Staying Positive After Being Made Redundant
If you recently been made redundant, it can have an extremely detrimental effect on your state of mind. Even if your redundancy happened as a result of the economic climate, it can leave you feeling worthless. Staying positive can be challenging, but there are several strategies that you can adopt to pick yourself up and get back into the workplace.
Understand That Redundancy Isn't Your Fault
Redundancy is usually the result of factors that are outside of your control. Because of this, it is important not to take your redundancy too personally, as it is unlikely that you could have done anything to prevent it. This can be a lot harder than it sounds as being made redundant will obviously have a huge effect on your personal circumstances, and this can make it difficult to stay positive.
Evaluate Your Skills
If your redundancy stemmed from the fact that your skills are no longer in demand, it is a good time to reassess whether you should refresh them. You may be able to update your existing skills through training courses or evening classes to make you more desirable to new employers. If you have been unhappy or frustrated in your job before you were made redundant, you may want to take the opportunity to gain new skills that can take you into a completely different area. To help you do this, you can enlist the services of a professional who specialises in advising on career changes. While this probably will not come cheap, it can be extremely beneficial if you choose to make this step.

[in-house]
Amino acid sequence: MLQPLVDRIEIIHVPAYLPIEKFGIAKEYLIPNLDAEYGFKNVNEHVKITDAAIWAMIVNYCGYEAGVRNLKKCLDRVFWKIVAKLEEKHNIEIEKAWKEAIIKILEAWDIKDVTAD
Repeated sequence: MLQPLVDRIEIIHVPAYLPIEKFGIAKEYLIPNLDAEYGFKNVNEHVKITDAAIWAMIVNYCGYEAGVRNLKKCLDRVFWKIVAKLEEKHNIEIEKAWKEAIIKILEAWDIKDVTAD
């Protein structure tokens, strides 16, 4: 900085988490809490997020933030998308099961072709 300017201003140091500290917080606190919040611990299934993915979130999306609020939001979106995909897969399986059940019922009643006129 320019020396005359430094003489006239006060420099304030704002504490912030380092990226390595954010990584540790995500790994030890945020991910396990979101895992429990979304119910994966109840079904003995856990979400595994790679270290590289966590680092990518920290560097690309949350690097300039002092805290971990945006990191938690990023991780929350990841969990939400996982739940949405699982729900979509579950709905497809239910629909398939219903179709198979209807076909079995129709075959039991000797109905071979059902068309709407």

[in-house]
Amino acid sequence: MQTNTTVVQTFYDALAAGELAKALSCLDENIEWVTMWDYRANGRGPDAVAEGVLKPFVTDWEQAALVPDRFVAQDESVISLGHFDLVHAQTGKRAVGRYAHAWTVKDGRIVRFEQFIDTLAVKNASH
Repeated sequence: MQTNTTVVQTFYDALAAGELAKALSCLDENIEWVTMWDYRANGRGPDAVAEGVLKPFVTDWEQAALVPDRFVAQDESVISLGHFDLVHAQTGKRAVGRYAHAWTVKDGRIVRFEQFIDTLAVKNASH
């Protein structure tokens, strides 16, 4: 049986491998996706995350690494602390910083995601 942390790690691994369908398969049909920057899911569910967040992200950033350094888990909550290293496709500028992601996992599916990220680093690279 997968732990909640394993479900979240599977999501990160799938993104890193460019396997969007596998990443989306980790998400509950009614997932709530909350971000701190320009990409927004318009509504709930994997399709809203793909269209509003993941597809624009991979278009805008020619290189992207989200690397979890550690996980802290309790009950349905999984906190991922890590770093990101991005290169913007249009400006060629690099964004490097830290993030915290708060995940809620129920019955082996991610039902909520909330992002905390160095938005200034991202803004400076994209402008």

Brush Up Your Job Hunting Skills
As redundancy forces you to get back into job hunting, it is a good idea to perfect your job applications. If your redundancy occurred because of economic conditions, it is likely that there will be countless other job hunters applying for the same vacancies. To see off this level of competition, you need to ensure that your job applications are better than your competitors, as employers will have plenty of candidates to choose from.
Firstly, you need to make sure that your resume is a good reflection of the skills that you have learnt in previous jobs. Most employers will only skim this before moving onto your cover letter, so it pays to spend time perfecting your cover letters. Many job candidates send "boilerplate" cover letters in which they only change minor details (such as names) in a half-hearted attempt to make the cover letter appear personal. This is rarely the best approach as employers are likely to quickly toss your cover letter onto the reject pile in favour of a candidate who has taken the time to demonstrate how his or her skills make them perfectly suited to the job in question. When writing your cover letter, ensure that you are drawing attention to the ways in which your skills and experience match up with the job profile.
Staying positive after being made redundant can be difficult, and you have to make a considerable mental effort to do so. As redundancy will have a massive impact on your financial situation and general lifestyle, it is important to understand how best to pick yourself and move on from the disappointment so that you can find another job to replace it.
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